The AI ​​system breaks the knot theorem – a learning algorithm that improves theoretical mathematics


Computers are common in mathematics, but it is up to humans to make new mathematical assumptions or theorems – this fine art of intuitive mathematics is not considered machine-learning. Now an AI system teaches us better: According to researchers in the journal Nature, it was with his help that mathematicians discovered a new theory in knot theory and a new guess in algebra.

Op Kepler’s assumption For packing of balls, puzzle Prime Twins Or the question of whether Infinity: In mathematics, it is often used to recognize common forms and laws and to prove them mathematically. Until these relationships and laws are yet to be proven, mathematicians will continue to speculate; If they are proven, they are considered a theorem.

The role of intuition

Although computers have long been instrumental in calculating or analyzing large numbers, the establishment of new assumptions and theories is considered a field of human intuition. Recognition of previously unrecognized forms and relationships cannot be programmed and often occur spontaneously. The best example of such intuitive flashes of inspiration is the Indian mathematician Srinivasa Ramanujan, who made countless wonderful conjectures on the theory of numbers – seemingly nowhere else.

“A mathematician’s intuition plays a vital role in mathematical discoveries,” explained Alex Davis and his colleagues at the Google Deep Mind Research Center in London. But what if there is an AI system that works for this mathematical intuition and provides a certain amount of “nourishment”? A team of AI researchers and mathematicians has now shown how this works.

Knot theory as a testing ground

For the study, two teams of mathematicians used the AI ​​system developed by DeepMind to test mathematical hypotheses in two subject areas. Its purpose was to create new conjectures or theories. Andres Juhas, a mathematician at the University of Sydney, explains: “Learning machines can detect interesting and proven guesses in areas with high data or very large objects.

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In particular, he uses adaptation AI to clarify a question from the field of knot theory: “Our hypothesis is that there is still an undiscovered relationship between the hyperbolic and algebraic variants of the knot,” Juhas explains. In this case, variations are mathematical properties that describe one node and differentiate it from the other. The team trained the AI ​​system, check the set of geometric variations to see where possible cross-links might be.

Teamwork creates a new theorem

In fact, the DeepMind algorithm struck gold: it identified three variants that represented the algebraic signature of the terminal and the geometric interpretation of its slopes. Based on this discovery, the mathematician was able to draw a new hypothesis from it and prove it directly.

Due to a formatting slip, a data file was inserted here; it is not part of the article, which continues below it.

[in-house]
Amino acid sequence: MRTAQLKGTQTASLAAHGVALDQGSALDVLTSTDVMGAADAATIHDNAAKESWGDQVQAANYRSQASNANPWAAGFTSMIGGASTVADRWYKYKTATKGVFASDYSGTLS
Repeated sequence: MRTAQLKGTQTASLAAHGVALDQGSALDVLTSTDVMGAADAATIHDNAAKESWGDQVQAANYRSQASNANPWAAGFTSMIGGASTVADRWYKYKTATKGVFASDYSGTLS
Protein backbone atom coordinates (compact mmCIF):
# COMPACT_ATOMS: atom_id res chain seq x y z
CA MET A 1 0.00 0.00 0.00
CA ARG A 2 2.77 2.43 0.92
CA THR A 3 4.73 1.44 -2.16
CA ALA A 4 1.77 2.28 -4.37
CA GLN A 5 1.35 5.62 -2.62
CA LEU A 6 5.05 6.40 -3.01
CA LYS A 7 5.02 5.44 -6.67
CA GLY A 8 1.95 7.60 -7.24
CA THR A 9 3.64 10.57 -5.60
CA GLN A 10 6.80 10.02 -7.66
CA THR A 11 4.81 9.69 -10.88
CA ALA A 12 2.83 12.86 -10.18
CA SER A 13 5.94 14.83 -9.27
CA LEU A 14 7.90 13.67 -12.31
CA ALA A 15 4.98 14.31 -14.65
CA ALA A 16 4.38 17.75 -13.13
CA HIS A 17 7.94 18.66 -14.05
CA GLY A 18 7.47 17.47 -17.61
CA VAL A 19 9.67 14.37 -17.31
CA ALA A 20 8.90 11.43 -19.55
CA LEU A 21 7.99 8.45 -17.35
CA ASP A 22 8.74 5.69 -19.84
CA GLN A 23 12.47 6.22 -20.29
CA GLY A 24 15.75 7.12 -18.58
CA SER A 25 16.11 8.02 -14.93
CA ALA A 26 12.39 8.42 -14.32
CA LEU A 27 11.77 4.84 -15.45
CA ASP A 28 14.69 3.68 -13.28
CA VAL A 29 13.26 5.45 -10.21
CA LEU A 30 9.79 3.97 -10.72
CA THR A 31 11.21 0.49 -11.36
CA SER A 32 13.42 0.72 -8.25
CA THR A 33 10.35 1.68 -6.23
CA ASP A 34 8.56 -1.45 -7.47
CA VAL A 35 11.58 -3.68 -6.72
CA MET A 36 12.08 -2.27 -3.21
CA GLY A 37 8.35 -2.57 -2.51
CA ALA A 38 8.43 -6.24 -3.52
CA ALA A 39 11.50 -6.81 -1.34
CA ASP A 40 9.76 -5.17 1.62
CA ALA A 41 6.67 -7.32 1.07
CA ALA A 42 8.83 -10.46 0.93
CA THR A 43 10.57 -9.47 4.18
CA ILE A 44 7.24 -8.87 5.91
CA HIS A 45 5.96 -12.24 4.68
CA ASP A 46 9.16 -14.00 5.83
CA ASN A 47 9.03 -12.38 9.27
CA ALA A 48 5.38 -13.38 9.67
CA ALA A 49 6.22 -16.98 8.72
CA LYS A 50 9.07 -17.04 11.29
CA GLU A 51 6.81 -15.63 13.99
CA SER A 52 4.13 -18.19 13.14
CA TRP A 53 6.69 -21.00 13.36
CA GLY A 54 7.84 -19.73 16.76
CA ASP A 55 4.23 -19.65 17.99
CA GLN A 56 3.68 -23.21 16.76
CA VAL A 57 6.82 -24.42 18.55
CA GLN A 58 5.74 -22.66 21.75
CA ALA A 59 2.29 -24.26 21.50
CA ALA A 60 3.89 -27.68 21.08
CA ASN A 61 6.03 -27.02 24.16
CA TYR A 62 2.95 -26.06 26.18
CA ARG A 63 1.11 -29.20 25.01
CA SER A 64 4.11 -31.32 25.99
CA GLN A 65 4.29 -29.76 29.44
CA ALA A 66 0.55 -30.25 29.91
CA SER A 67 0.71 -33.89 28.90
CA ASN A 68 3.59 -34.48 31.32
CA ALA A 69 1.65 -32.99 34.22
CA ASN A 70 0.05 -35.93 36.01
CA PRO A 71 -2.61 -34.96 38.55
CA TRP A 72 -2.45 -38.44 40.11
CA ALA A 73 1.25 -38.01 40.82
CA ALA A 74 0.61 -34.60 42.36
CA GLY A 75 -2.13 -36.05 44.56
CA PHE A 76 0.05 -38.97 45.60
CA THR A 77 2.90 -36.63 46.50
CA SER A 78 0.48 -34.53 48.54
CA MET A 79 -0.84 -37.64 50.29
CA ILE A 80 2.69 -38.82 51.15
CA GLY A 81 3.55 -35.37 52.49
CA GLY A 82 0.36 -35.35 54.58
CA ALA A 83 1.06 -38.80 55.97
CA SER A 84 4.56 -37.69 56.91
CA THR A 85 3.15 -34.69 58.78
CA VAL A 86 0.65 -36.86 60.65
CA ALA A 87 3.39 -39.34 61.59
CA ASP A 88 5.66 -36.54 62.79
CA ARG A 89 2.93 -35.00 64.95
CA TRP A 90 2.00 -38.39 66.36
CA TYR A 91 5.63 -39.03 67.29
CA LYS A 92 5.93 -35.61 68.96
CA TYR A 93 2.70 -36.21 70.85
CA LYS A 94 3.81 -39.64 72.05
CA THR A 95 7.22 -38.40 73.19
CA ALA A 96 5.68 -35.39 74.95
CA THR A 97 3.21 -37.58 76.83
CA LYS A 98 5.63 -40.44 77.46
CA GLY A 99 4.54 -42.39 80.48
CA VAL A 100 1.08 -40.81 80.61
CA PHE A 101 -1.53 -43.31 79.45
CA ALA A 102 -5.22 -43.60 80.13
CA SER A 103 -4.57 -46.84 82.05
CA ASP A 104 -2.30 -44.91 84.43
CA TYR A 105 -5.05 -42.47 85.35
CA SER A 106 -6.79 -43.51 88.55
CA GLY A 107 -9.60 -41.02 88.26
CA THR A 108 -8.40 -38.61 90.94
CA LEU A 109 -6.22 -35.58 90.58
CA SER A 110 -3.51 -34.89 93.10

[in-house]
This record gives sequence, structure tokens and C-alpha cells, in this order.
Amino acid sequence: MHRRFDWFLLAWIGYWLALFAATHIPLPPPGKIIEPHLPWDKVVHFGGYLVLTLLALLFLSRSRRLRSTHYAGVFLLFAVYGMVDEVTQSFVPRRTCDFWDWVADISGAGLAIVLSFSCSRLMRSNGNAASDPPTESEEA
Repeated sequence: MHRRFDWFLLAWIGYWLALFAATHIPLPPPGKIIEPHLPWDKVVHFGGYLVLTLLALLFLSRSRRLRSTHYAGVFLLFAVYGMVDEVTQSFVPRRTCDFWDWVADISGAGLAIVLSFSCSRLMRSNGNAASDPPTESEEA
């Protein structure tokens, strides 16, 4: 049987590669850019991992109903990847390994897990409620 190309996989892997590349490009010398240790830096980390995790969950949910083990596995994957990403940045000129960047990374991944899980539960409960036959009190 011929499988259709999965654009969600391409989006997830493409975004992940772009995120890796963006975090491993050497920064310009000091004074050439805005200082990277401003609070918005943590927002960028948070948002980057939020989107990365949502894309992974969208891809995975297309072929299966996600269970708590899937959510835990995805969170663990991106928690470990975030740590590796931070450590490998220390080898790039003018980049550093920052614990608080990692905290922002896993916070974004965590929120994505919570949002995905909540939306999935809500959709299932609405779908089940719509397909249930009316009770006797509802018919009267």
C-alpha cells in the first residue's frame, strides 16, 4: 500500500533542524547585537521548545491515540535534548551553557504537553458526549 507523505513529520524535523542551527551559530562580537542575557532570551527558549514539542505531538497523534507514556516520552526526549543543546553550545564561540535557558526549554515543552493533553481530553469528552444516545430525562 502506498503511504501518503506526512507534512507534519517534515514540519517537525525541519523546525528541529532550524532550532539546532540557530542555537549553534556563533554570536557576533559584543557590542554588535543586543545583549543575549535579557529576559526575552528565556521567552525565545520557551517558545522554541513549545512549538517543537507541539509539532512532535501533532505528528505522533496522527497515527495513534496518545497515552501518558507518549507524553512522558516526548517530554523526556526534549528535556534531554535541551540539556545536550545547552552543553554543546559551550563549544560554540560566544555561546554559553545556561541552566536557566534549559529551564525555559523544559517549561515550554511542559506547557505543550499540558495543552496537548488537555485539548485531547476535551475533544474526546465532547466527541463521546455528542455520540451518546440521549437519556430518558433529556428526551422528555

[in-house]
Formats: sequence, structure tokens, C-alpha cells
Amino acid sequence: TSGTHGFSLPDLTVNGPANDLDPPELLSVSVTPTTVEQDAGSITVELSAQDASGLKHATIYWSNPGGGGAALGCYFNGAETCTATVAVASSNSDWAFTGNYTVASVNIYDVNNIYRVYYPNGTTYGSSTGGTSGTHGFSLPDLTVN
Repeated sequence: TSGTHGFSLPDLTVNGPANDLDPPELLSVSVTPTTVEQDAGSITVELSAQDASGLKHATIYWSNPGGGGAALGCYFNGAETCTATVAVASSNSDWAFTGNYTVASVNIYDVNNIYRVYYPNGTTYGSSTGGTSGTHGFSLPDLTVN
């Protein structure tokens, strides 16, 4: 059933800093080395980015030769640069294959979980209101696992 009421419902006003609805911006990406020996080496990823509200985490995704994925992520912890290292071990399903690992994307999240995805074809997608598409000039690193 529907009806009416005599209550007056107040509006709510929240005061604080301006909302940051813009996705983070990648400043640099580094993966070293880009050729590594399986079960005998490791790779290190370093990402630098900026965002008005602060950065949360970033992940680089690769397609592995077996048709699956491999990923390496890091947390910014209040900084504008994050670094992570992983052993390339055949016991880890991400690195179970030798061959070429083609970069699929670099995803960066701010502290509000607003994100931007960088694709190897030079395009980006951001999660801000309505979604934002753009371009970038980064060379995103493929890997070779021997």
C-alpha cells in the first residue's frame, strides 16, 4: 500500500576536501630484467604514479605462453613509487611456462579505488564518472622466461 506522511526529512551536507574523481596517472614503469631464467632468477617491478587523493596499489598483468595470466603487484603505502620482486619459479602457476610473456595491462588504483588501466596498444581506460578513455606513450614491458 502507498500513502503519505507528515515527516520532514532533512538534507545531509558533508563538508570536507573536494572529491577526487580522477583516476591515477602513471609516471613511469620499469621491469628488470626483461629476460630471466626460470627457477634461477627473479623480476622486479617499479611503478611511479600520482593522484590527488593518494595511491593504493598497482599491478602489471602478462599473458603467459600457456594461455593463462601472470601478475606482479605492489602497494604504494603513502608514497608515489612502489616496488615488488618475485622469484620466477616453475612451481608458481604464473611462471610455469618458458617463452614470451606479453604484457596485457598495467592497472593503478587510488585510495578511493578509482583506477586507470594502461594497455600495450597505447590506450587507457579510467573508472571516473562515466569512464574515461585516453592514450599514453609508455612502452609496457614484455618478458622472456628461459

Teamwork between AI and humans resulted in a new mathematical theorem. “This theorem is the first theorem that combines the algebraic and geometric variations of nodes. It has many interesting applications,” explains the scientists.

“It’s surprising that such a simple and deep connection has not gone unnoticed – in an area that has been seriously researched,” Juhas and his team write.

New conjecture in the theory of representation

DeepMind-KI The second part of mathematics has proven itself as a mathematician in the theory of representation. This part of linear algebra deals with a particular way of drawing and describing elements and groups using symmetries at high dimensional intervals. “In order to make or prove conjectures in my area of ​​expertise, it is sometimes necessary to have infinite gaps and very complex equations in many dimensions,” explains Giordi Williamson of the University of Sydney.

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With the help of the AI ​​system, Williamson and his colleagues succeeded in dispelling speculation about the Kazhdan-Lusztig polynomials that had not been completed for 40 years. “This is the first time AI has proven its usefulness to a purely theoretical mathematician like me,” Williams said. “While intuition takes us far, AI can help us discover connections that the human mind can never see.”

Useful in other areas as well

According to the research team, early examples show that machine learning can be a valuable aid in even the most complex and concise subjects, such as theoretical mathematics. “In our opinion, AI systems have been developed sufficiently to accelerate scientific progress in many fields,” says DeepMind researcher Davis. “Pure mathematics is an example of this.” (Nature, 2021; doi: 10.1038 / s41586-021-04086-x)

Quelle: Nature, University of Sydney

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About the Author: Cary Douglas

Cary Douglas is a reporter who covers everything from oil trading to China's biggest conglomerates and technology companies. Originally from Chicago, he is a graduate of New York University's business and economic reporting program.

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